Posted: Wednesday, January 30, 2013 12:10 PM
Mateusz Perkowski/Capital Press
Oregon State University plant breeder Shawn Mehlenbacher looks at jars of different hazelnut cultivars at his laboratory near Corvallis, Ore. Mehlenbacher has developed several hazelnut varieties resistant to Eastern filbert blight, a fungal pathogen that threatened Oregon's hazelnut industry.
PORTLAND -- A vigorous new variety of hazelnut tree that's highly resistant to eastern filbert blight will soon be available to growers who want to supply the kernel market.
Oregon State University publicly released Wepster, the newest EFB-resistant hazelnut cultivar developed by breeder Shawn Mehlenbacher, at the Northwest Agricultural Show in Portland on Wednesday.
It's named after the Wepster family of Sheridan, Ore., to recognize their contributions to the hazelnut industry, such as helping to establish an endowed professorship for hazelnut research at OSU.
The cultivar is a more vigorous, higher-yielding alternative to Yamhill -- an EFB-resistant kernel variety released by OSU five years ago.
Higher vigor allows for easier management because growers don't have to prune the trees as much to keep their branches out of the way, said Mehlenbacher.
Otherwise, machinery is inhibited from harvesting nuts from beneath the orchard canopy, he said. "It's really tough to get the sweepers and harvesters underneath."
Wepster also generated fewer moldy kernels compared to Yamhill and other varieties during field trials.
During heavy crops, hazelnuts can sometimes fail to fill properly, but the Wepster variety appears less affected by the problem than Yamhill, Mehlenbacher said.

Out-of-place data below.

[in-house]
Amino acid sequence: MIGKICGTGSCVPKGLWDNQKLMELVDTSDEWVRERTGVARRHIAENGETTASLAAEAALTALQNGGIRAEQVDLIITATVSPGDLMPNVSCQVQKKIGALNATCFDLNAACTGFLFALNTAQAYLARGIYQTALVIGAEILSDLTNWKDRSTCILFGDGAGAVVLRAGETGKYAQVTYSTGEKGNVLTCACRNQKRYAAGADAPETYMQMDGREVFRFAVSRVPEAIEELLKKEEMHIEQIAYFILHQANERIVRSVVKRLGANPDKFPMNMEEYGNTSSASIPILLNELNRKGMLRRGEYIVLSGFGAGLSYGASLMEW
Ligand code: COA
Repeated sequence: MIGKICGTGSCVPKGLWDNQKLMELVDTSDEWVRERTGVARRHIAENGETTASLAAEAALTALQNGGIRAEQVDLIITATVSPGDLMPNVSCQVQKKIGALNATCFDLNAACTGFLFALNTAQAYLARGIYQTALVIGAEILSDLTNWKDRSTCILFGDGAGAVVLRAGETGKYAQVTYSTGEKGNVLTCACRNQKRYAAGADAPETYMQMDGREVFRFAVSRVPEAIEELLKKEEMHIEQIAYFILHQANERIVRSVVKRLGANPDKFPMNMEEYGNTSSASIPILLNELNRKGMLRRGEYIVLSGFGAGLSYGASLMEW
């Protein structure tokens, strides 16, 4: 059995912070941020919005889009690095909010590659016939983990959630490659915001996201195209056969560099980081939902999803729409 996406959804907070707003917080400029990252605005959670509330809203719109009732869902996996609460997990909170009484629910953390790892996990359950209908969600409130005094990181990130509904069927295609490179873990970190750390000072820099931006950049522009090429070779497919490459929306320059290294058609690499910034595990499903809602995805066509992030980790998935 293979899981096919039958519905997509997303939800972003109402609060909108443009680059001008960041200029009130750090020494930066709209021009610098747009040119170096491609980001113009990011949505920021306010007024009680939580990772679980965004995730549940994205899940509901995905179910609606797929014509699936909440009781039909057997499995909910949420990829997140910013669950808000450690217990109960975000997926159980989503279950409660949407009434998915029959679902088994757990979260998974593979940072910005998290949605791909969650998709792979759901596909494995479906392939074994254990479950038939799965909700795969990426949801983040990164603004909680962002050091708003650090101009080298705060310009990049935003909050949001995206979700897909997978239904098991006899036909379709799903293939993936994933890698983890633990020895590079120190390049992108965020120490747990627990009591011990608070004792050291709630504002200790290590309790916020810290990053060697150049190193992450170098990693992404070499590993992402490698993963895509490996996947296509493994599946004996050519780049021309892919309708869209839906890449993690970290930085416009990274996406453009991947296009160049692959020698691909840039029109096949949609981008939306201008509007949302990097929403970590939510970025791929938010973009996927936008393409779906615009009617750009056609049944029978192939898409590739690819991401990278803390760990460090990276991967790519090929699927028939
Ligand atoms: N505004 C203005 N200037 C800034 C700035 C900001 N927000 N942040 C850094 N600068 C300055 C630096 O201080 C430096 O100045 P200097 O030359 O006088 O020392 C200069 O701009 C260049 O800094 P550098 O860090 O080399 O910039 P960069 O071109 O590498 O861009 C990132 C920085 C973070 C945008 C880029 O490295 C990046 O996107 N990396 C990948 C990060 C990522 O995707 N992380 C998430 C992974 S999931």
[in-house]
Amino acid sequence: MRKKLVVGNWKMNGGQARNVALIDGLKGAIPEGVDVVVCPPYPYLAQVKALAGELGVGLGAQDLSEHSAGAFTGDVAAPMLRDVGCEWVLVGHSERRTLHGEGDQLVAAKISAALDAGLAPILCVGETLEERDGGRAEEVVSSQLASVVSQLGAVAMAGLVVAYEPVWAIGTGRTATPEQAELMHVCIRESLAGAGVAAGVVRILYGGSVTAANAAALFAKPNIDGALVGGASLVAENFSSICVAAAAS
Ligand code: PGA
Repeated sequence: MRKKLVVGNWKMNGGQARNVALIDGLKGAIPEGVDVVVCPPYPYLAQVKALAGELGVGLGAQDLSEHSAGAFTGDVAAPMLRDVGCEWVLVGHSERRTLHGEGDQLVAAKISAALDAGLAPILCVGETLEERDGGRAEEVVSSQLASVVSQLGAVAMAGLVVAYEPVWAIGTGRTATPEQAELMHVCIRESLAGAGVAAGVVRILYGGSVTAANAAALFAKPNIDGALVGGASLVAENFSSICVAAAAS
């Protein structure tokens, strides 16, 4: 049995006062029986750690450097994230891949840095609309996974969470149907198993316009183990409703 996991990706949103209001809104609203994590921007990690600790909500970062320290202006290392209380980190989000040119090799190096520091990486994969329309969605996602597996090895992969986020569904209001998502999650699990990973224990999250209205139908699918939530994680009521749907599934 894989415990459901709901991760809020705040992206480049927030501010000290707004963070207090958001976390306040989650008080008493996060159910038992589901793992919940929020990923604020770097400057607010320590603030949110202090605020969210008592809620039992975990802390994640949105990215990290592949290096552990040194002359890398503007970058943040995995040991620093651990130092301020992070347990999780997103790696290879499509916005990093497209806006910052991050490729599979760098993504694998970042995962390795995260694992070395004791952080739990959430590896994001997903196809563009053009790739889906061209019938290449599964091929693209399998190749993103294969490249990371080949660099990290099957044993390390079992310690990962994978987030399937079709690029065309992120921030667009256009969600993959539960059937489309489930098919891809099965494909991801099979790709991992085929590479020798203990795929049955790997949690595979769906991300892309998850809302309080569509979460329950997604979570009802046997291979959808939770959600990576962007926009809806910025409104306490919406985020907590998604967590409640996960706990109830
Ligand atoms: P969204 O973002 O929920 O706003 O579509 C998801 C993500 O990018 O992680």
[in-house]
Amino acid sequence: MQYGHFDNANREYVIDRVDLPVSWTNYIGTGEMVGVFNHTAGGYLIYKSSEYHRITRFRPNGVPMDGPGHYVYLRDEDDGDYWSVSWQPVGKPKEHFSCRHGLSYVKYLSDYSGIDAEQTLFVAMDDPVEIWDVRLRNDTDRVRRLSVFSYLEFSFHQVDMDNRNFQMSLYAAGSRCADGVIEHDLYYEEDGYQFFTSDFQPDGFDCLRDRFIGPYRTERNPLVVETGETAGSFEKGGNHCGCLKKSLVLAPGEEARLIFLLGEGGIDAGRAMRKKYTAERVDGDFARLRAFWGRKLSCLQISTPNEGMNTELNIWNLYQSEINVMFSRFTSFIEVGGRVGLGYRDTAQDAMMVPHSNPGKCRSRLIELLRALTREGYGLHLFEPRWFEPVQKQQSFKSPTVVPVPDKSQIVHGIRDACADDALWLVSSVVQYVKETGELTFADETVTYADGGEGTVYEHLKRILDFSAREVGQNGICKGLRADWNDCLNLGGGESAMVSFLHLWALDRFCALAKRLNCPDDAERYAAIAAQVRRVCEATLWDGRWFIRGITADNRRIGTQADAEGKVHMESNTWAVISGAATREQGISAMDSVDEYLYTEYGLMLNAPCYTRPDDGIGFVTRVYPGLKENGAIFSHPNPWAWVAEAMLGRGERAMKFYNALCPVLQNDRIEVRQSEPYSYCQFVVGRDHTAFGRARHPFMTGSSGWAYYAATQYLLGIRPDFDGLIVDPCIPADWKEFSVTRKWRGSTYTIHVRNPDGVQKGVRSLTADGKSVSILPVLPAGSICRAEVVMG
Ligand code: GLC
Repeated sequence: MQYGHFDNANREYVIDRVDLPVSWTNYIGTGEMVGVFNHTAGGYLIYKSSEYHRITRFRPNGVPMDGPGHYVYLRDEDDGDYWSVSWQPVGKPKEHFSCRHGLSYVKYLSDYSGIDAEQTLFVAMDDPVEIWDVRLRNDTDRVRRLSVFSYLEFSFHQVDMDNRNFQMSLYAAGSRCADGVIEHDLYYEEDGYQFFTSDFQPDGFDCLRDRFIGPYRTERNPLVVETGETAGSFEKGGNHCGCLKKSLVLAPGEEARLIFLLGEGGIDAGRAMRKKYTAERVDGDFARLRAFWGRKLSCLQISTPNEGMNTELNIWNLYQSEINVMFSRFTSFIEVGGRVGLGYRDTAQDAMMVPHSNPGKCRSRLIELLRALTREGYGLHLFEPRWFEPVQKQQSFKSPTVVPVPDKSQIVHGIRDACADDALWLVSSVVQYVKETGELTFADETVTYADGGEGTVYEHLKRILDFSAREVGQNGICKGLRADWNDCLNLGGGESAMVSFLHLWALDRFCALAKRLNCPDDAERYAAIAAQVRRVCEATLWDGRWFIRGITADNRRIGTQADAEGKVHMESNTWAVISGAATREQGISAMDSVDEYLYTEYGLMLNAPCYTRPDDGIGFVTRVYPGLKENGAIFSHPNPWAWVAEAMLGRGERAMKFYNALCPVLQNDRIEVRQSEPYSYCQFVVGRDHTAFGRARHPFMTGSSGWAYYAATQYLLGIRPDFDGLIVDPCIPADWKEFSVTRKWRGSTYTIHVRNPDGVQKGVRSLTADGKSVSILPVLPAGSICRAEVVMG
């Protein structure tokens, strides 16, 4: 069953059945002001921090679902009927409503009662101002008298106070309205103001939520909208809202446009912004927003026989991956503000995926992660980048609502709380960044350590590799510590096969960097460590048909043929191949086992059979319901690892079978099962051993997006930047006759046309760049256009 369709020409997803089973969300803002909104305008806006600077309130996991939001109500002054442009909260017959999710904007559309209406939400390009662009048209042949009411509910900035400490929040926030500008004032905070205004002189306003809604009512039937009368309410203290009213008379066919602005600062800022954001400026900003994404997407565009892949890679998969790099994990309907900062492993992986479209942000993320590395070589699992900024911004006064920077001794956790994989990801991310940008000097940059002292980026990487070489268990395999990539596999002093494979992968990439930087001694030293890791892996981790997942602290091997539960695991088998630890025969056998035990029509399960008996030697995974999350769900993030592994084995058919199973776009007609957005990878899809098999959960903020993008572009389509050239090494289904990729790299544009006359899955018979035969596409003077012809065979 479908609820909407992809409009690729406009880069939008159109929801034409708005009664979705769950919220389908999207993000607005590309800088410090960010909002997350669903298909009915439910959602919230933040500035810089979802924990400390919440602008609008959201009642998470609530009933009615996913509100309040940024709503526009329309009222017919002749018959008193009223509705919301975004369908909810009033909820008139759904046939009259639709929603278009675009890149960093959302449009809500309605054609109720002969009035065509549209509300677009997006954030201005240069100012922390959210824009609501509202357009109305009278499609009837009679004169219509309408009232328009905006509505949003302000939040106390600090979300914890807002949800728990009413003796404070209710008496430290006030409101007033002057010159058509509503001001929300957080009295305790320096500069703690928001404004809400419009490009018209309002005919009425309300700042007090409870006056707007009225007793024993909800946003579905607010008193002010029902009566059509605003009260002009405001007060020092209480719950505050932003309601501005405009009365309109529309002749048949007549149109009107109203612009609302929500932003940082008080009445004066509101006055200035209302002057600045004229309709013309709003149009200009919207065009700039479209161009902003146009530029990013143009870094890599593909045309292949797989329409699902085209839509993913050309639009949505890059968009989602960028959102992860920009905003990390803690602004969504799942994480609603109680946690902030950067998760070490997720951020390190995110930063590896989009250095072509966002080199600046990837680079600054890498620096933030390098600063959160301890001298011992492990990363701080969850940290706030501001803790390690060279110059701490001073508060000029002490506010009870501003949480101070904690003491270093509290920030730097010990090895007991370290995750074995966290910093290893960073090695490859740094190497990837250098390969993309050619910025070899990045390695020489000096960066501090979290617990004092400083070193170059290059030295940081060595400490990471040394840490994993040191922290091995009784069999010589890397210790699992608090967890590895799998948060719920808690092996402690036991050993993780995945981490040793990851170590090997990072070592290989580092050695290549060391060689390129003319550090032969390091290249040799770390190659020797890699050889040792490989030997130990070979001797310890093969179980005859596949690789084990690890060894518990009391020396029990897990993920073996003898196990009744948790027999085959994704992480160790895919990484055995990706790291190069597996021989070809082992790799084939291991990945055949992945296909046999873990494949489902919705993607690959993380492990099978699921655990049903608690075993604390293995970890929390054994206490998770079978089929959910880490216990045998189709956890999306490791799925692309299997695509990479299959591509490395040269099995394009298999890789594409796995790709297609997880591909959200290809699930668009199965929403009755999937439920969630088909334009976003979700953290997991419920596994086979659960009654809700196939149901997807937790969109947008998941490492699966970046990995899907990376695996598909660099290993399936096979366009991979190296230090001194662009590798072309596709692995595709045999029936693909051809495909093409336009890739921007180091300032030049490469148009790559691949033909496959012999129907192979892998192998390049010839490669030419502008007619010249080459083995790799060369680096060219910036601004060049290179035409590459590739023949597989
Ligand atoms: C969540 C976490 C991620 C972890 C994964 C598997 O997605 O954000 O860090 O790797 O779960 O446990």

The breeding program has been aggressively trying to weed out trees prone to mold and defects, he said. "We sort through a lot of garbage to find the winner."
The variety produces nuts that are too small for in-shell sales and can instead be sold for use in chocolates and baked goods.
Northwest growers have been eagerly planting Jefferson -- a recently released in-shell variety -- that matures relatively late in the season, said Wayne Chambers, a grower and nurseryman from Albany, Ore.
Wepster will provide farmers with an extended harvest, as it matures earlier, he said.
Kernels also provide an alternative to the in-shell market, Chambers said. "Everyone's realizing there's adequate in-shell production."
Representatives of the Ferrero confectionery company urged growers at the Northwest Ag Show to diversify into the kernel market, as the firm expects its consumption to increase in coming years.
"We're looking for long-term relationships," said Stefano Gagliasso of Ferrero's procurement division. "We have to manage our future risks."
Similarly to other EFB-resistant varieties, Wepster acquired resistance to the disease from the Gasaway cultivar.
It also counts cultivars from Greece and Sicily among its ancestors, as well as the Barcelona variety that has long been a staple in Oregon.